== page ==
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Elliott Sadler Preseason Thunder Q&A
Elliott Sadler is one of three Ford drivers participating in the first test session of 2006, which also marks the on-track debut of the new Ford Fusion. Sadler, driver of the No. 38 M&M's Fusion, took part in a question-and-answer session in the infield media center at Daytona International Speedway early in the afternoon.
SPEED Channel testing recap shows
ON DRIVING THE NEW FUSION FOR THE FIRST TIME: First of all, Happy New Year to everybody. Second of all, I think the Ford Fusion is great. I really like the way it looks, the way it's turned out. The way the character lines on it. I like the way it drives. I've been very happy with the way my car feels in the race track this morning. So, I like the new Fusion body. I like the nose on it, the front tires in the ground, and I can't wait to get it some drafting practice to see the full effects of it. But, so far, so good. I'm real happy with everything. I've got a car that's handling great. I think to run good here at the Daytona 500, you got to have a comfortable race car and right now we have that.
TESTING IS ALWAYS IMPORTANT AT DAYTONA. WITH THE NEW FUSION, IS IT EVEN MORE IMPORTANT NOW FOR THE FORD TEAMS? Yeah. Anytime you bring a new body type to a race track or open a season with it, you're going to have different things that you've got to do to massage on it and get it right, get it close. But from a team standpoint, we've been so lucky how much testing Ford has done in the wind tunnel before we got it. They ran it through the wind tunnel time and time again, and massaged on it for us, and it really got it great. By the time the actual teams got the car, the Fusion was pretty much in race-ready trim. When we got it, the guys put the nose and tail on it, and massaged it all it up and got it right. We got to the wind tunnel and we were pretty close. We were like, 'Wow, we're right here in the ballgame.' So, we knew when we unloaded this morning that the Fusion was going to be fast, and it has been. One of my cars has been pretty good, and it's driving good. Anytime you bring something new there's a possibility that you might struggle here or there, but I think that Ford as a company did such a good job of making it ready before they gave it to the race teams, I don't think we're going to have any problems with it.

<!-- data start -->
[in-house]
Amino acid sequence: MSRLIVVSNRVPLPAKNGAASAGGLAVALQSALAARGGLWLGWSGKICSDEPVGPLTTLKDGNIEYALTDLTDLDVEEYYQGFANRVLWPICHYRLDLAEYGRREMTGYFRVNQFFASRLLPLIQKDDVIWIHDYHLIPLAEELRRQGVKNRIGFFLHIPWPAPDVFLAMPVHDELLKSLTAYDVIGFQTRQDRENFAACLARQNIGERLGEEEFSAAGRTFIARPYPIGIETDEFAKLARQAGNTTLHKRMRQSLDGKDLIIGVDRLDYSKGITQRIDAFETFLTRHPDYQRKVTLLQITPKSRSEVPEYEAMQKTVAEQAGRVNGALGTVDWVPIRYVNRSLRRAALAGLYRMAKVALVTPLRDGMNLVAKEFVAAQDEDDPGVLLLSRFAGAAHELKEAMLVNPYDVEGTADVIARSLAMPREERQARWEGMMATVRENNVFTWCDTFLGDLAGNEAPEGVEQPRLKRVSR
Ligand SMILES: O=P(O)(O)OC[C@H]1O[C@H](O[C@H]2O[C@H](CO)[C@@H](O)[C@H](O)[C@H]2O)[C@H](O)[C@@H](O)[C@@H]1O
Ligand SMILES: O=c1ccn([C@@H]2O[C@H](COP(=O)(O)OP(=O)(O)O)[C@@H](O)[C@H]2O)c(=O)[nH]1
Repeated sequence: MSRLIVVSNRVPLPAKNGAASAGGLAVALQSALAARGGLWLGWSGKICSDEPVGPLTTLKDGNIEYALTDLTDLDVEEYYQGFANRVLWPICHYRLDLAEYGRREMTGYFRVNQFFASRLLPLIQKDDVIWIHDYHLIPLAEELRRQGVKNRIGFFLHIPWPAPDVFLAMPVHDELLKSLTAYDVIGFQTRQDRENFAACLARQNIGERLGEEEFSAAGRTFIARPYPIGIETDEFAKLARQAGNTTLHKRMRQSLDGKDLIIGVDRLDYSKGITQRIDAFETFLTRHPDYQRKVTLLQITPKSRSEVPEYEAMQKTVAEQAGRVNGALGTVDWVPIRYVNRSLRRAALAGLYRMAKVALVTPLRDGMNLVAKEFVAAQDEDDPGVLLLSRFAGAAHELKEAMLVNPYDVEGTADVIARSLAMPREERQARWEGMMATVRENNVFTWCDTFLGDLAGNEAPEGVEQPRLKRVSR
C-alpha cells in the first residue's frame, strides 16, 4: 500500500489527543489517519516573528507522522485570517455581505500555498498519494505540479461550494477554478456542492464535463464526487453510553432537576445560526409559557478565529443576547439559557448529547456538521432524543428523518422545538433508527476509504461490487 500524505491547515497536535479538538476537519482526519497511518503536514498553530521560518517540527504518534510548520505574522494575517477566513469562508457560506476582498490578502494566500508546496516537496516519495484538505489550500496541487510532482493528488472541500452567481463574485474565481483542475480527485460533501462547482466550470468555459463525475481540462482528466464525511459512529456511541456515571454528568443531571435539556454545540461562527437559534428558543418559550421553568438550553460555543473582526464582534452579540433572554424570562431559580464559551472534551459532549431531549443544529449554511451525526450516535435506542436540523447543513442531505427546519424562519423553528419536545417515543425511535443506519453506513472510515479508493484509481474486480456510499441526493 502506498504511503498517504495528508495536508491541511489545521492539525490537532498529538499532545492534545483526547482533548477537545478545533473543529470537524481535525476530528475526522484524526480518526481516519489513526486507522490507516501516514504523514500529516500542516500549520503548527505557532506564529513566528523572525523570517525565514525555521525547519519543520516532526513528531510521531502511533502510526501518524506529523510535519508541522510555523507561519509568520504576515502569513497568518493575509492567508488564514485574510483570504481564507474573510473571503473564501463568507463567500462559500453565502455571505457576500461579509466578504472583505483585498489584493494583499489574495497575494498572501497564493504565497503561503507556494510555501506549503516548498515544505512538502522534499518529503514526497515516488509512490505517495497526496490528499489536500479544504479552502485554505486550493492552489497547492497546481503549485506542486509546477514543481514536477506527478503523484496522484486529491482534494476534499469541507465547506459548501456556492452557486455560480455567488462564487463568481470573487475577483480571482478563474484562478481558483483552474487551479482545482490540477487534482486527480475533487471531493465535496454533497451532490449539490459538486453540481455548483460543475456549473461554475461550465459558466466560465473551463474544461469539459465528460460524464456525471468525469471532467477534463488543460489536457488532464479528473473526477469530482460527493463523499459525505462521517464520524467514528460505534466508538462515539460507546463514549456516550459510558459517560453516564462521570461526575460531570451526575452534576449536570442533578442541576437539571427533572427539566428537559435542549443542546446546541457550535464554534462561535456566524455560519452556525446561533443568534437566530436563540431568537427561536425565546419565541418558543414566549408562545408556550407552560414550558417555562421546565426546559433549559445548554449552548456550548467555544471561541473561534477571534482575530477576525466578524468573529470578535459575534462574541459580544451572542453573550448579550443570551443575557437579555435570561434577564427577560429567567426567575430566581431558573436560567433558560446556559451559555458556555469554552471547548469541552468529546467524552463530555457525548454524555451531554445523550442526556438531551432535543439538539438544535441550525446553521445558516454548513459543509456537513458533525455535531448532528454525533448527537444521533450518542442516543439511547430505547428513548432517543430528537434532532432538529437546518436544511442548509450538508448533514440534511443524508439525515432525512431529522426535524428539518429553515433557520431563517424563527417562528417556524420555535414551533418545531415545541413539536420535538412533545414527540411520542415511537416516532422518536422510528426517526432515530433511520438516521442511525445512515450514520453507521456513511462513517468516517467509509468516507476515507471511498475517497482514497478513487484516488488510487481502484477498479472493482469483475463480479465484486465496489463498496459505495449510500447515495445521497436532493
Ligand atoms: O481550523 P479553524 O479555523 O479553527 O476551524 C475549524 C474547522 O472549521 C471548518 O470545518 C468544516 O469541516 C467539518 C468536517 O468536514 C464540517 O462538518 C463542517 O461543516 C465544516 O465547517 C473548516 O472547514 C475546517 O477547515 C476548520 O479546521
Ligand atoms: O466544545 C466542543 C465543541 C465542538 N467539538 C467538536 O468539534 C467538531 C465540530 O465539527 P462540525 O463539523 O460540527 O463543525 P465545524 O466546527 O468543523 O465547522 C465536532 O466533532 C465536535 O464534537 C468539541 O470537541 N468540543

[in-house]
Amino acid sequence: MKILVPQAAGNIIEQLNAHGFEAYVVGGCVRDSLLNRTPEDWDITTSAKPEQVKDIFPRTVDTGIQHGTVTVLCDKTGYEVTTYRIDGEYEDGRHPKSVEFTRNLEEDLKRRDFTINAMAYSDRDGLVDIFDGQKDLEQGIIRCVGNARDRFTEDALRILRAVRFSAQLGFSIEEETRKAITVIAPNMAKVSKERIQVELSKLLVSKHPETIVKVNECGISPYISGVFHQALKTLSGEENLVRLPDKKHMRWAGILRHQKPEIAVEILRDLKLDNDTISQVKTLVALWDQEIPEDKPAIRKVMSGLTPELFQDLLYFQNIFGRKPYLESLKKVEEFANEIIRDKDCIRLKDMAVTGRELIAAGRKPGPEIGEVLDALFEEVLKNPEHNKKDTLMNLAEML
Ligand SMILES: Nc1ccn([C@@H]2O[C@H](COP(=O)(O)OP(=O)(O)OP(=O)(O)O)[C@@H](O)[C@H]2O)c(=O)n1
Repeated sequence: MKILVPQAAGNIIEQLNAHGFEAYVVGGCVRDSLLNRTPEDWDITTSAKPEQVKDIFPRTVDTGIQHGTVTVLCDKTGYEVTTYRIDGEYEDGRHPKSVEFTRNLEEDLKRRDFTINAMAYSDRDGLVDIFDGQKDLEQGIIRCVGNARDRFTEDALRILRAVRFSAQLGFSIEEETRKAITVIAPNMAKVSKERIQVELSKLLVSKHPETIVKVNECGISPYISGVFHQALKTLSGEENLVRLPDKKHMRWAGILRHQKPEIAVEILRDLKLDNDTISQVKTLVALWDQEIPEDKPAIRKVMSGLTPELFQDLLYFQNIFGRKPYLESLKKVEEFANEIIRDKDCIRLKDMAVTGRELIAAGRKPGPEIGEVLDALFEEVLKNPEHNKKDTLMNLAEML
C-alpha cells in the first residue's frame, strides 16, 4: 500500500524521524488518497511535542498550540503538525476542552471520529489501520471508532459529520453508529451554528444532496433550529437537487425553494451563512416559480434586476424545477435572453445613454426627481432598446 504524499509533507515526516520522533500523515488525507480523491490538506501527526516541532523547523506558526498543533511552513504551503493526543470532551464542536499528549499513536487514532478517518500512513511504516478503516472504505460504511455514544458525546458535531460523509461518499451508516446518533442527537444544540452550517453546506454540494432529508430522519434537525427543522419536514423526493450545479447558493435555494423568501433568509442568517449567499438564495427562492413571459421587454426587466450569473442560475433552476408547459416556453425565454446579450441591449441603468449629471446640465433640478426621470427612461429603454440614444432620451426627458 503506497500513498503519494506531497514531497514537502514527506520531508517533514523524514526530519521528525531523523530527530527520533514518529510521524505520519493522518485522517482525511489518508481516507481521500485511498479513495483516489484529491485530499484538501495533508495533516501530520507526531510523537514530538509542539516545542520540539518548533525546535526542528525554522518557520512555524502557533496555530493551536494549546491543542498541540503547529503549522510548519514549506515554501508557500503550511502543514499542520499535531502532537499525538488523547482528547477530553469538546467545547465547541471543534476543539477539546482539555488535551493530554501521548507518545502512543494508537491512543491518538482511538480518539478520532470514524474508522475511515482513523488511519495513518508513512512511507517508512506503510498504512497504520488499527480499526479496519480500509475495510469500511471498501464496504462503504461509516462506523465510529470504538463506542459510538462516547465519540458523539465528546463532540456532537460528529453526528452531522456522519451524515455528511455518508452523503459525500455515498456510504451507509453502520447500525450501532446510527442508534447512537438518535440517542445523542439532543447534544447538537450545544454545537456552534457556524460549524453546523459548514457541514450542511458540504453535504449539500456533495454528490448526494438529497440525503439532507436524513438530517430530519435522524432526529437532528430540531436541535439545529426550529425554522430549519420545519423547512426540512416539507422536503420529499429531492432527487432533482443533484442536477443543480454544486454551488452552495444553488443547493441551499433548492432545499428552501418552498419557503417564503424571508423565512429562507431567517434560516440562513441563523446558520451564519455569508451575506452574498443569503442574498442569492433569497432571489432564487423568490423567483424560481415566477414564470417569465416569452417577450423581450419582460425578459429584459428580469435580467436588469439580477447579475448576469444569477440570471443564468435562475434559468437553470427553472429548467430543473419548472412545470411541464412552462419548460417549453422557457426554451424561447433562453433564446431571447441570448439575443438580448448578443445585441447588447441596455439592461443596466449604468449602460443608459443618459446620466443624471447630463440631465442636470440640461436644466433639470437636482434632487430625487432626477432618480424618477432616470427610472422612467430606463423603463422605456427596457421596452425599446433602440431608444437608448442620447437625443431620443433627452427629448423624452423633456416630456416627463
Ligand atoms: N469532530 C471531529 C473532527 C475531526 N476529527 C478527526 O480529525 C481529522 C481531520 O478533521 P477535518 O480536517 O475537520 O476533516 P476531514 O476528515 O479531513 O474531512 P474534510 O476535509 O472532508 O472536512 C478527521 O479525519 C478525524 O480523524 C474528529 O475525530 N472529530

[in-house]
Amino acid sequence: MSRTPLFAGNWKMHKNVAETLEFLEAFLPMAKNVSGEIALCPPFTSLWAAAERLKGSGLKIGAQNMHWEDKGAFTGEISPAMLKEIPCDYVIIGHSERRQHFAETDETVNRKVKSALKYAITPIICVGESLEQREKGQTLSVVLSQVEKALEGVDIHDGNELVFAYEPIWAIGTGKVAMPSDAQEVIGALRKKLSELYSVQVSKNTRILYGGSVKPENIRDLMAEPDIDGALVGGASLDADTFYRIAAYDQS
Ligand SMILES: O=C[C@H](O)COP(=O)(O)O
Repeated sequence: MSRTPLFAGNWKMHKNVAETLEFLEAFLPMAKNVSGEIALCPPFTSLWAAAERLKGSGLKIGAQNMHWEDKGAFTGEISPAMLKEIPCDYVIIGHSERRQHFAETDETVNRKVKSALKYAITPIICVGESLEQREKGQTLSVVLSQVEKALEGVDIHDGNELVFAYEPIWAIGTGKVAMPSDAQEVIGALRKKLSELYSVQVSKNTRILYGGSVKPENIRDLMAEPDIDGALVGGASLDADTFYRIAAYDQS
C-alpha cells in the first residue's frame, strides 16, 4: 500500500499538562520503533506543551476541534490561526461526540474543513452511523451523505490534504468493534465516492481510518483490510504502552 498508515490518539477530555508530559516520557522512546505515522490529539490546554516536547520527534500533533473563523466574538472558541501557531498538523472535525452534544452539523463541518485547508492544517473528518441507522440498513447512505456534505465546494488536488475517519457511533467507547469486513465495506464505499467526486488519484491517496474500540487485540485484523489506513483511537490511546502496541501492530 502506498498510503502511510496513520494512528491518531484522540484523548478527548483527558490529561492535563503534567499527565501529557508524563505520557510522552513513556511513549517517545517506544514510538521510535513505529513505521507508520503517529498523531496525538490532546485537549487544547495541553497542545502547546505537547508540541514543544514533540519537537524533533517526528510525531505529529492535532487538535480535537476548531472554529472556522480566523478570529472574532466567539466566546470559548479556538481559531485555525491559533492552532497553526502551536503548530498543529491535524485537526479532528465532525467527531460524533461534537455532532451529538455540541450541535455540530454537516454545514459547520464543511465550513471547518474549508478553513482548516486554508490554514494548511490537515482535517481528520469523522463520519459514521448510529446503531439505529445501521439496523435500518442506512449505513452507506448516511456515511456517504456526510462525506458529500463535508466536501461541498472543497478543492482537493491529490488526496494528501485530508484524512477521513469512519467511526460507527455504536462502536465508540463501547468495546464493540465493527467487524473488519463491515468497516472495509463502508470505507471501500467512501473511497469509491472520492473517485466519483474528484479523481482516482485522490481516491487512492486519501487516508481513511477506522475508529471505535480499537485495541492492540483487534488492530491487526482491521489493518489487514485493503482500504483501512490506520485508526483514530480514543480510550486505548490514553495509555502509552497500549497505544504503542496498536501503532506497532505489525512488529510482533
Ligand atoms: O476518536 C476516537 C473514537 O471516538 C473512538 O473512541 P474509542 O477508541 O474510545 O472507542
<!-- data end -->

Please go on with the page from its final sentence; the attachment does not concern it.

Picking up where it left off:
WHAT'S THE DIFFERENCE THAT FANS WILL SEE? I hope they see more of us running up front, is what I hope to see. It's a slicker look. I like the way they changed the character lines on it. I just think it's a nicer-looking package on the front end. I just think the front end is a much sportier-looking car, and I like it. When you walk up to it it's just a neat-looking vehicle, so I hope that they'll see the Fusion as a sportier car, and if we run up front more, they'll definitely get to see it more. HOW YOU HAVE YOU OVERCOME THE FRUSTRATION OF THE WAY 2005 ENDED? AND, HOW IMPORTANT IS IT TO START 2006 WELL? Last year, to me, seems like 10 years ago. I'm not really thinking about it because so many things have changed this winter at Robert Yates Racing. I don't feel like we've got the same mentality, the same chemistry, the same team, anything. It's just a whole new outlook on racing. And here, we just want to get out of the blocks strong, and I think that's very important. You don't want to feel like you've got to dig yourself out of a hole each and every week. So, we're excited, just like every other team because we're all tight at the moment, to come into Daytona and really get off to a good start and put our best foot forward. I've been very impressed with my team, how hard they've worked this winter, and going to the shop and seeing all the cars we have lined up, and the organization. Our team is so organized right now, it's unbelievable, and I can't wait to feel the effects of that, and I think that'll help us in the long run more this year.ANYTHING UNUSUAL HAPPEN DURING THE OFF-SEASON? Nothing happened unusual in the off-season. I had seven great weeks of spending time in Emporia, Virginia, with my family. Did a lot of deer hunting. Just had a good time. Didn't really do much. My new crew chief made a deal with me that he wanted me at 200 pounds when I came here for the Daytona 500 and I was 212 pounds when I left Homestead, and I've already lost 11 pounds, I've got one more to go, so other than trying to lose some weight and have some fun hunting and things like that, and kind of refreshing my brain and getting a new fresh start on a new season. ON THE EARLY RELATIONSHIP WITH NEW CREW CHIEF, TOMMY BALDWIN, AND THE FORD ENGINES. The engine part of it is, I expect we're going to be right in the ballgame from the very beginning. Doug Yates, you can pretty much give him anything and he can figure out how to make it run, and he's down here today and we've done a lot of engine testing already this morning, for all of the Ford teams. We got all of our engine equipment hooked up, all our engine computer stuff hooked up so they can go back to the engine shop this week and take all their data in and then come back next week with the 88 and kind of do the same thing, but that's for all the teams. Doug's ready to go. He's pumped up for the Daytona 500 this year, and he really wants to have some cars on the front row and I think he wants a shot at winning. We think the Fusion is going to give us a better chance of winning the 500, so he knows he wants to hold up his end of the bargain, too. As far as Tommy and I, we've had a great relationship so far. He's a very determined, very focused person Â¿ and very open. He's just like me, I think. I feel like I'm looking at myself in the mirror when talking to him because he doesn't mind telling you what's on his mind and kind of the plan that he wants to do, and I'm the same way. So, we've kind of hit it off pretty good. I love his ideas and I love his enthusiasm. He feels like he has a lot to prove and I feel like I've got a lot to prove, and we're very determined to make the Chase this year, and whatever it takes. He's very organized. The guys have fallen in love with him, and that means a lot to me. LAST YEAR YOU EXPERIMENTED WITH YOUR HAIR. IS THAT CONTINUING THIS YEAR? No. To be honest with you, I've been in the woods for seven weeks, I haven't had time to get a haircut, so that's why my hair looks like it does today and that's why I've got a hat on, but I'll go get it trimmed up and look nice when I get a chance to get back home. But I left straight from the woods to come down here and I haven't had time to get a haircut, so I'm sorry for my appearance. Next time I'll be better looking, hopefully. Not better looking, maybe a little more cleaned up. YATES RACING DID NOT HAVE ANY DRIVER CHANCES DURING THE OFF-SEASON. FIRST, CAN YOU BELIEVE ALL THE CHANGES, AND, SECOND, HOW MUCH OF ADVANTAGE DOES YATES HAVE BECAUSE THERE WERE NO DRIVER CHANGES IN THE ORGANIZATION? I think you're seeing a lot of changes in NASCAR and I think you're going to continue to see more changes the more years that we go, and a lot of that is due to the Chase and the pressure there is to make the top 10, and when teams feel like they did make the top 10 they just don't want to keep both feet buried in the sand, they want to do something different, whether it's a driver change, crew-chief change, engineers, whatever. Every team's looking for the right chemistry to make it work. They'll give it a couple years and if it doesn't work, they're going to do something else. Every sponsor wants to be in the Chase Â¿ every driver, every team owner Â¿ and it just doesn't happen. So you've got to make changes and you've got to take chances and see what happens. I don't think you're going to see changes getting less, I think you're going to see them getting more and more and more, and it's making our sport more competitive. By the time five or six guys leave this organization and go to another one, they bring all the secrets with them and by the time these guys leave and go over there Â¿ pretty much every team in this sport knows what the other one's doing. So it just brings the competition up to a higher level, it brings the competition, I think, more close to each other. So, when you don't make the top 10 you have to try some more things, and I think that's just what you're seeing in our sport. It's so competitive nowadays you've got to make changes sometime to see what happens. That's why I love driving for Robert Yates. He's not afraid of making changes to see what happens. He's not afraid of taking chances. And he wants to win, he wants to be upfront, he wants to sit on poles, lead laps, and if we're not doing that he wants to try something different. HOW DID YOU PUT LAST YEAR BEHIND YOU? I think it's just a lot of things compounded on top of each other, and I think it was more not me with Todd, I think it was more Todd and the team. I think Todd and I today are still great, great friends. Just sometimes the chemistry is not there, and you can try to force people to work together, not in our case but in any case, what kind of sport, sometimes it just doesn't click. We had just not had the success last year that we thought we were going to have, that we thought we needed to have, and missing the top 10 was tough and hard to swallow, so we felt like we needed to do something different. There's no pointing fingers that it's this person's fault or that person's fault, we just didn't get the job done. And we're at a point in time in our life, or in our career, or as a team that we need to try to do something. We need to try to get back in the ballgame and win races, so that's why the changes were made. But, as for myself, I probably could've done a better job down the stretch. I think a lot of people on our team felt they could've done a better job down the stretch. This off-season has been a breath of fresh air for me to get away and get home and kind of clear my mind of everything that's happened in the past, kind of put it in a filing cabinet to use as something I might have to use one day for experience to make sure I don't get myself in that problem again. I can sit here today and say I'm very optimistic, which everybody is, about the new year. I think I learned a lot as a person, last year, off the race track, not necessarily on the track, but things I can learn to use to be better prepared this year for each race. So, we'll see what happens. HOW HAVE YOU SEEN THE SPORT CHANGE FROM INSIDE THE CAR OVER THE PAST FEW YEARS? I think the sport is changing as Â¿ it's being more competitive. When I first started racing in it, there were five teams that could win a race, 15 teams that could be very, very competitive, and for a 500-mile race, you ran around for 300 miles, saving your equipment for the end. Now, you got 30 teams that can show every week that I think can win a race at any given time. A lot of times there's people that win a race that you never really expect, they get hot, and then you got to run every lap like it's a qualifying lap. If not, you're going to get lapped. You're going to fall to the back and then pit road is going to be full for you, things like that. Competition is going through the roof. I think our drivers are getting better, more talent is coming into the sport, I think our crew chiefs are being more innovative and really taking advantage of aerodynamics as well as chassis. Nobody heard about using aerodynamics as part of the car as much as we do 10 years ago. You didn't have that. All the front ends were slammed on the ground and spoilers were up in the air. So the crew chiefs are getting smarter, the drivers are getting better and that means the competition is getting better and they're more close together. So, I think, yes, drivers are having to change their driving styles, the ones that don't I think are going to fall behind. Because you have to drive the cars a lot looser than you used to with the spoilers like they are, and you've got to drive the car hard, which means you're more likely to make mistakes sometimes. But I think the sport is going in a very healthy direction as far as competition is concerned. No sport wants to see the same sport win all the time or see the same race team win all the time. I think it's good for the sport to spread it around a little bit when you really don't know who's going to win. I couldn't sit here today and tell you the odds-on favorite will be to win the championship this year when 10 years ago I could pick one or two cars and I was going to be pretty close, so I think that's good for the sport. ON WHAT HE NEEDS TO DO IN 2006 TO IMPROVE. I've got to be more knowledgeable as far as aerodymamic part of the race car. I was not as good last year with that as I needed to be. As far as springs and different things you could do to keep the car aero-wise balanced more, I was always worried about the chassis part of it, chassis part of it, when our sport is really making a swing and using more of the aero part of it. That's something my crew chief is helping me with and really giving me stuff that I can study getting me more in the know on what's going on inside the car, and, of course, working with Ford more closely than we ever have, keeping our eyes open on that part of it, too. We know the new Fusion is going to be very good aerodynamic-wise, and me as a driver and us as a team we need to learn how to use it all the way to its fullest effect. WHAT DO MISS MOST ABOUT RACING WHEN YOU'RE HUNTING? To be honest with you, when I'm in the woods hunting I don't know much about racing. I'm hunting. That's time away. I think if we carried racing with us all the time we'd be high strung and wound up more than we already are. When I go to Emporia, Virginia, I'm in Emporia, Virginia, and we don't talk about racing, we don't relate each track what we did right or what we did wrong, it's just time that I can spend with my family and my friends. I don't get to see my nieces that much during the season, or my mom and day, but that's what we talk about when I'm at home. REGARDING THE ROUSH-YATES ENGINES, WHEN ROUSH DOES WELL AND THE YATES DOESN'T, ARE YOU INSPIRED, OR THE OPPOSITE? It makes us want to work harder. I don't know if it's frustrating because I like to see Doug Yates motors run good, whether it's in our cars or Jacks cars. It lets us know that our motor package is there, which we already knew that anyway, we need to work on other areas. I think so far you've seen the changes we've had at Robert Yates Racing this winter, we've had a lot of changes, and that's one of the reasons why, because Roush has pretty much taken the same motor stuff we have and ran very well last year and had five cars in the Chase and won a bunch of races, and we just needed a chemistry change. No, we're not looking at it hanging our heads and just going in the corner and pouting about it, we're trying to make changes and we're trying to work harder trying to close the gap up a little bit, so that's what we've done this winter. I can sit here right now and tell we think it's going to work, we think our team's going to be better, but I really won't be able to tell you until we get to Homestead, whether that's going to happen or not. But I really like the organization that my team has right now and we'll see how it all affects us on the race track.